Keeping Gym-Class Dropouts in the Game

Tips to reframe what it means to be active

By Alix Kemp, '11 BA

March 24, 2018 •

I am a gym class dropout.

As an awkward, unathletic, queer teenager, I was a prime target for bullying in high school gym class. Each class began with the same ritual of running around the gym, the jocks lapping me a fifth and sixth time, snickering at how slow I was. In Grade 9, I intentionally injured my hand just to get out of playing volleyball for a week. When I could drop gym class entirely in Grade 11, foregoing the drain on both my sanity and my grades, it was an easy decision.

I'm not alone. Recent studies reveal that students picked last in gym class or teased by classmates are significantly less likely to be physically active.

That's a problem, given that fewer than one in five school-age children in Canada are getting the recommended 60 minutes of physical activity a day and that obesity among young people - with its many health implications - is the highest it has ever been.

In a 2009 study, physical education expert Billy Strean surveyed and interviewed 24 men and women between the ages of 21 and 64 from Canada and the United States about their memories of phys-ed teachers. He found some participants were still deeply troubled by experiences 30 years earlier.

"One of the things that surprised me was the duration and the intensity of people's memories," he says.

"It's not just academic. It could affect someone's health for the rest of their life," says Strean, who teaches future phys-ed teachers through the Faculty of Kinesiology, Sport, and Recreation.

Strean offers these tips on how parents and educators can help create more positive physical activity experiences for young people and pave the way to help them become healthier, more active adults.

1. Variety is key

The traditional gym class curriculum tends to focus heavily on competitive sports such as soccer, softball, or track and field. Strean suggests this bias toward competitive, skill-based sports can be detrimental to kids who don't naturally excel in them. Providing a wider variety of activities can help encourage physical activity. "If you happen to have an experience that predisposes you to that small set of sports, it can be positive for you. But if there's a mismatch, you may end up dreading it," Strean says.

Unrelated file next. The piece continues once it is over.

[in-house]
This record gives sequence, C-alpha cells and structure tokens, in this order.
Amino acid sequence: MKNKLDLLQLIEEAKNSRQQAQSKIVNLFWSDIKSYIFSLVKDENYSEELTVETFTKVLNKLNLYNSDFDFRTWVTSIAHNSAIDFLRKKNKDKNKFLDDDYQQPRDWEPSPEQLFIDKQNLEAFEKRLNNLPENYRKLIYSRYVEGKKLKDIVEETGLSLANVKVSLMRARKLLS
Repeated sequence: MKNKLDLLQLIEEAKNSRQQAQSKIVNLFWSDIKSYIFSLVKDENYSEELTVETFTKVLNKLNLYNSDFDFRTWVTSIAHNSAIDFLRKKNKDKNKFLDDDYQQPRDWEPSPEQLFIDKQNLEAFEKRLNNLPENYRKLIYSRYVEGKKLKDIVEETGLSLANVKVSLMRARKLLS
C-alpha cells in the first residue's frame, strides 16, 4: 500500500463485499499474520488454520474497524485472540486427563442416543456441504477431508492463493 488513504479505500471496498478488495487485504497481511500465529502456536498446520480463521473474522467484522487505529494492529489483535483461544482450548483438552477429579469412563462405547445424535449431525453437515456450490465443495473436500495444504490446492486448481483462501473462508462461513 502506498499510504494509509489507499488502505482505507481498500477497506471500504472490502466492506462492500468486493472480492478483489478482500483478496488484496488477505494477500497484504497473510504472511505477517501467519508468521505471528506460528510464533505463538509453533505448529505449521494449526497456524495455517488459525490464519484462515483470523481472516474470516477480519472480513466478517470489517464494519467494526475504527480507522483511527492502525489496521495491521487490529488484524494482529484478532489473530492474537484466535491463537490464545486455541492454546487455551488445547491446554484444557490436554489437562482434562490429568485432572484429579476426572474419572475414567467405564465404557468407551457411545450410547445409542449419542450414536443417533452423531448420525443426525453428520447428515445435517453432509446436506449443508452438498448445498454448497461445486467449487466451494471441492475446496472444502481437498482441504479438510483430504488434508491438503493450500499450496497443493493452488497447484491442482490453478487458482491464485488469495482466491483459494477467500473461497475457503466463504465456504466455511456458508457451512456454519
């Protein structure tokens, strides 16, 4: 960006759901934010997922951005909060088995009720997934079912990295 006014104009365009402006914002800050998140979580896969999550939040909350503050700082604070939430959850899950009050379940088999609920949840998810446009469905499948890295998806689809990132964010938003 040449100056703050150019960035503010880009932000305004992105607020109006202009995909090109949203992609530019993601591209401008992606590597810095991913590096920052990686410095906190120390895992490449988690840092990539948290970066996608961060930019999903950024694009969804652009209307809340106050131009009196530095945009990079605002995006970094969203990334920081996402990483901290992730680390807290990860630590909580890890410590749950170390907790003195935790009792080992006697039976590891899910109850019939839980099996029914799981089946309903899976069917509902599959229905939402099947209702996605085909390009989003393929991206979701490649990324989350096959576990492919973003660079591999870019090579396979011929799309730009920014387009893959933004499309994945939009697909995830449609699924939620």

Introduce your child to a variety of athletic activities, including individual pursuits like dance, yoga and personal fitness. This gives them a greater chance of finding a sport that excites them and that they feel comfortable doing.

2. Show empathy

It's essential to empathize with kids who are struggling in gym class, says Strean. In the university course he teaches, he has soon-to-be phys-ed teachers play an unfamiliar sport with difficult technical challenges so they, too, can experience how frustrating it can be. "You have to notice how much it sucks [to fail], and imagine if every day, when you're going to phys-ed class, that's what you were anticipating," he says.

The best way to exercise empathy? Listen carefully, ask questions and avoid assuming that a child's experiences are the same as yours were.

3. Remove the locker-room barrier

U of A student Finn Arnison dropped out of high school phys-ed classes despite his athleticism and love of soccer. As a transgender student, he often felt out of place in the girls' locker-room or being grouped with the girls during class. "I was really uncomfortable changing around anyone else," he says.

He's not the only one who feels this way. A 2011 survey of more than 3,600 high-school-age Canadians found that half of gender and sexual minority youth and 59 per cent of female sexual minority students considered gym locker-rooms to be unsafe spaces in their high schools. Locker-rooms can be uncomfortable for all kinds of reasons. Creating welcoming, co-ed teams and gender-neutral changing facilities can help all students feel more comfortable participating in physical activity.

Consider the options with your child. Maybe it's avoiding the change rooms altogether, using a bathroom stall or wearing athletic gear to school that day. Other options include talking to administration or phys-ed teachers to come up with alternative solutions.

The good news?

Even for gym class dropouts, there's a way back to physical activity. While bad experiences past can have kids shying away from the competitive aspects of sport, there are a plethora of ways nowadays to be active.

"It's a reasonably common story," Strean says. "Someone says 'forget about this phys-ed stuff,' and then they discover something more fitness-related." Whether it's yoga or weightlifting, barre class or pickle ball, it's never too late to make physical activity a lifelong habit.

We at New Trail welcome your comments. Robust debate and criticism are encouraged, provided it is respectful. We reserve the right to reject comments, images or links that attack ethnicity, nationality, religion, gender or sexual orientation; that include offensive language, threats, spam; are fraudulent or defamatory; infringe on copyright or trademarks; and that just generally aren’t very nice. Discussion is monitored and violation of these guidelines will result in comments being disabled.

Latest Stories